Let's go to an important place adventure travelers and Ancient Egypt fans should go during their travel in Egypt. This place is Dendera (Denderah, Iunet in ancient egyptian). It's a small town and former bishopric in Egypt situated on the west bank of the Nile, about 5 km south of Qena, on the opposite side of the river. It's also located approximately 60 km north of Luxor. Dendera is one of the most important cities for adventure tourism in Egypt, especially for cultural exchange and archaeological excursions.
Who's Hathor ?
Hathor was a major goddess in ancient Egyptian religion who played a wide variety of roles. As a sky deity, she was the mother or consort of the sky god Horus and the sun god Ra, both of whom were connected with kingship, and thus she was the symbolic mother of their earthly representatives, the pharaohs. She was one of several goddesses who acted as the Eye of Ra, Ra's feminine counterpart, and in this form she had a vengeful aspect that protected him from his enemies. Her beneficent side represented music, dance, joy, love, sexuality and maternal care, and she acted as the consort of several male deities and the mother of their sons. These two aspects of the goddess exemplified the Egyptian conception of femininity. Hathor crossed boundaries between worlds, helping deceased souls in the transition to the afterlife.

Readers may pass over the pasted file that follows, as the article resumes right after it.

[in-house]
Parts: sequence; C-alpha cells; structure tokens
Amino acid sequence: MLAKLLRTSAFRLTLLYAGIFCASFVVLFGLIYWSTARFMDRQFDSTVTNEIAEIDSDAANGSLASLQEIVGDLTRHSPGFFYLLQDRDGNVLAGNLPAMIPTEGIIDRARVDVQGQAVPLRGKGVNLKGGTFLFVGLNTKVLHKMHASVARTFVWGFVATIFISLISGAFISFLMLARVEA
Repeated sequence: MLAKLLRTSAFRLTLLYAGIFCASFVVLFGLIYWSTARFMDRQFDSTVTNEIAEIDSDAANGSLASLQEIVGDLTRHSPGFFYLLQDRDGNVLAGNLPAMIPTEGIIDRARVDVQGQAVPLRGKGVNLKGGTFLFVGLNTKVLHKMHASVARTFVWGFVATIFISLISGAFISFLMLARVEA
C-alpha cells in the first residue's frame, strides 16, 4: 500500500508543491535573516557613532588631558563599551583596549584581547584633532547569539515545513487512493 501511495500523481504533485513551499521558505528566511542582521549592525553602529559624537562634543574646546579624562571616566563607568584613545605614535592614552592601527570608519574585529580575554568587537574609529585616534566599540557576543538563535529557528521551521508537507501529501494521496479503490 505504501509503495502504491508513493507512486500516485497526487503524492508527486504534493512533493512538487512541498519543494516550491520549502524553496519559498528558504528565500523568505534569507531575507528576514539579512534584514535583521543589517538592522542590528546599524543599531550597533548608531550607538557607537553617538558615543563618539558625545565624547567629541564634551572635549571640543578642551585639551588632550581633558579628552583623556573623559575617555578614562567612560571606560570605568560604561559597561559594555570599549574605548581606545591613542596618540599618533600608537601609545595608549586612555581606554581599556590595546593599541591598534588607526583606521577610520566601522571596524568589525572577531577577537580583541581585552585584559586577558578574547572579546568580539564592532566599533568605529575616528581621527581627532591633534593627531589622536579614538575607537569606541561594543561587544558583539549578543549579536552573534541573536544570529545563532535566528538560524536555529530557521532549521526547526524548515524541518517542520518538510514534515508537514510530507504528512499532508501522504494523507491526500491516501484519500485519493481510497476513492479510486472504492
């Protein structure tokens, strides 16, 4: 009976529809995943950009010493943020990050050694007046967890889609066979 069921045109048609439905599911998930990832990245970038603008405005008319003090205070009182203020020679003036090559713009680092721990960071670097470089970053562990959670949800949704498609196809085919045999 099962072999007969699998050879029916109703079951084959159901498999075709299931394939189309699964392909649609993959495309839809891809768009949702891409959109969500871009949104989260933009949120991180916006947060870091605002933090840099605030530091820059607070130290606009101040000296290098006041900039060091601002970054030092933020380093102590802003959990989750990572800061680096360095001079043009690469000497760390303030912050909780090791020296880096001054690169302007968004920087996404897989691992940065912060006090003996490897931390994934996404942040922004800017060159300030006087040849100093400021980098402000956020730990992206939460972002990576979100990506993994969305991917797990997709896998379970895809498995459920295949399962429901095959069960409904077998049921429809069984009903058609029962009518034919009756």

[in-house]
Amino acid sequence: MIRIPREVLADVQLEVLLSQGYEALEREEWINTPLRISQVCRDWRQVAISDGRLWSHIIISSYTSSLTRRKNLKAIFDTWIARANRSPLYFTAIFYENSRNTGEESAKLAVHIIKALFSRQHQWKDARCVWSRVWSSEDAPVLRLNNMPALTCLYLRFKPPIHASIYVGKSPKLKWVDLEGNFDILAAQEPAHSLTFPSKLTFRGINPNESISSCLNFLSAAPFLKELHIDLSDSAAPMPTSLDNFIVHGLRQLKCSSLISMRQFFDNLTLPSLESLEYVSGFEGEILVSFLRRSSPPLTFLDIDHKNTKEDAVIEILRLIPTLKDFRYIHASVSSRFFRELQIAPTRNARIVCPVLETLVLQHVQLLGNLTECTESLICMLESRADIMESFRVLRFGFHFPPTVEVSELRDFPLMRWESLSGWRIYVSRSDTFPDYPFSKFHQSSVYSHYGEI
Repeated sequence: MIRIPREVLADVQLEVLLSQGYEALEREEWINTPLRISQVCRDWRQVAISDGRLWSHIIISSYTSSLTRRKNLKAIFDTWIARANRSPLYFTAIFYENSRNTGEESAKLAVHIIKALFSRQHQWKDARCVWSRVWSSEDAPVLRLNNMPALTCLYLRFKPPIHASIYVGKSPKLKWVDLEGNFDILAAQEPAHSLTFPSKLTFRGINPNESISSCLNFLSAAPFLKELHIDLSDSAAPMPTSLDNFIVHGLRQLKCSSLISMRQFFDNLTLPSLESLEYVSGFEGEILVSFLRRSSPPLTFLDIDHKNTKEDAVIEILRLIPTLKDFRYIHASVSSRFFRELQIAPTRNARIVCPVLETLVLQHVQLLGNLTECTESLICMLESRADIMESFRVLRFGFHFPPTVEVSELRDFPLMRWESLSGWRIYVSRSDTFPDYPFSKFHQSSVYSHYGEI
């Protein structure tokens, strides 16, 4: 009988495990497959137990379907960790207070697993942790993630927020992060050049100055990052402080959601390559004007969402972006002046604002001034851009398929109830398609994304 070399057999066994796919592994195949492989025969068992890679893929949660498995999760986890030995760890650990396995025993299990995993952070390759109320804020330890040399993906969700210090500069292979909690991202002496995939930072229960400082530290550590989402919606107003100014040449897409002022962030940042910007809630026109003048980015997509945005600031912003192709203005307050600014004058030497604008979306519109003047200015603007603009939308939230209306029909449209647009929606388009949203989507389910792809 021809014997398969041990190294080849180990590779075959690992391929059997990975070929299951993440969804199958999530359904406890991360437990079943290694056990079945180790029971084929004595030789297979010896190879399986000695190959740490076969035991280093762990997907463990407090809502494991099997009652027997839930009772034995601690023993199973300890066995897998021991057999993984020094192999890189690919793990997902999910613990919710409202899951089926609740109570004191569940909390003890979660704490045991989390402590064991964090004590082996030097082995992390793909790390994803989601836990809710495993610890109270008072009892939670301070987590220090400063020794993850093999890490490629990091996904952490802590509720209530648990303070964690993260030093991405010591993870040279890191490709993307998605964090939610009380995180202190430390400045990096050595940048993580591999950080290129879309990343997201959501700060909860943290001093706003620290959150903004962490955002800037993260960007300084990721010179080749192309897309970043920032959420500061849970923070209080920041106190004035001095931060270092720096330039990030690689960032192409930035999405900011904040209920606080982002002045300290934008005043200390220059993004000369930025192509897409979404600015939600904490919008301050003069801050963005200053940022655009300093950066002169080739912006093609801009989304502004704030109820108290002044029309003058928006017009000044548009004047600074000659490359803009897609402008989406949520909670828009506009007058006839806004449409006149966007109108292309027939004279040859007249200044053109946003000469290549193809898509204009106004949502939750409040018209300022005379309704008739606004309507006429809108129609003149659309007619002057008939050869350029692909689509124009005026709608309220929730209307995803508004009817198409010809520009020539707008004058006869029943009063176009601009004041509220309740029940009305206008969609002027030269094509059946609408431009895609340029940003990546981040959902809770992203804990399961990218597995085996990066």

Dendera Temple complex
The most important attraction in Dendera is its Dendera Temple complex, which contains the Temple of Hathor, one of the best-preserved temples, if not the best-preserved one, in all of Upper Egypt. The temple has been modified on the same site starting as far back as the Middle Kingdom, and continuing right up until the time of the Roman emperor Trajan. The existing structure began construction in the late Ptolemaic period, and the hypostyle hall was built in the Roman period under Emperor Tiberius.
The sculptured Dendera zodiac (or Denderah zodiac) is a widely known relief found in a late Greco-Roman temple, containing images of Taurus (the bull) and the Libra (the balance). A sketch was made of it during the Napoleonic campaign in Egypt. In 1820 it was removed from the temple ceiling by French colonizers and replaced with a fake. There is controversy as to whether they were granted permission by Egypt's ruler, Muhammad Ali Pasha, to do so, or whether they stole it. The real one is now in the Louvre.
Hathor Temple has a relief sometimes known as the Dendera light because of a controversial fringe thesis about its nature. The Dendera light images comprise five stone reliefs (two of which contain a pair of what fringe authors refer to as lights) in the Hathor temple at the Dendera Temple complex located in Egypt. The view of Egyptologists is that the relief is a mythological depiction of a djed pillar and a lotus flower, spawning a snake within, representing aspects of Egyptian mythology.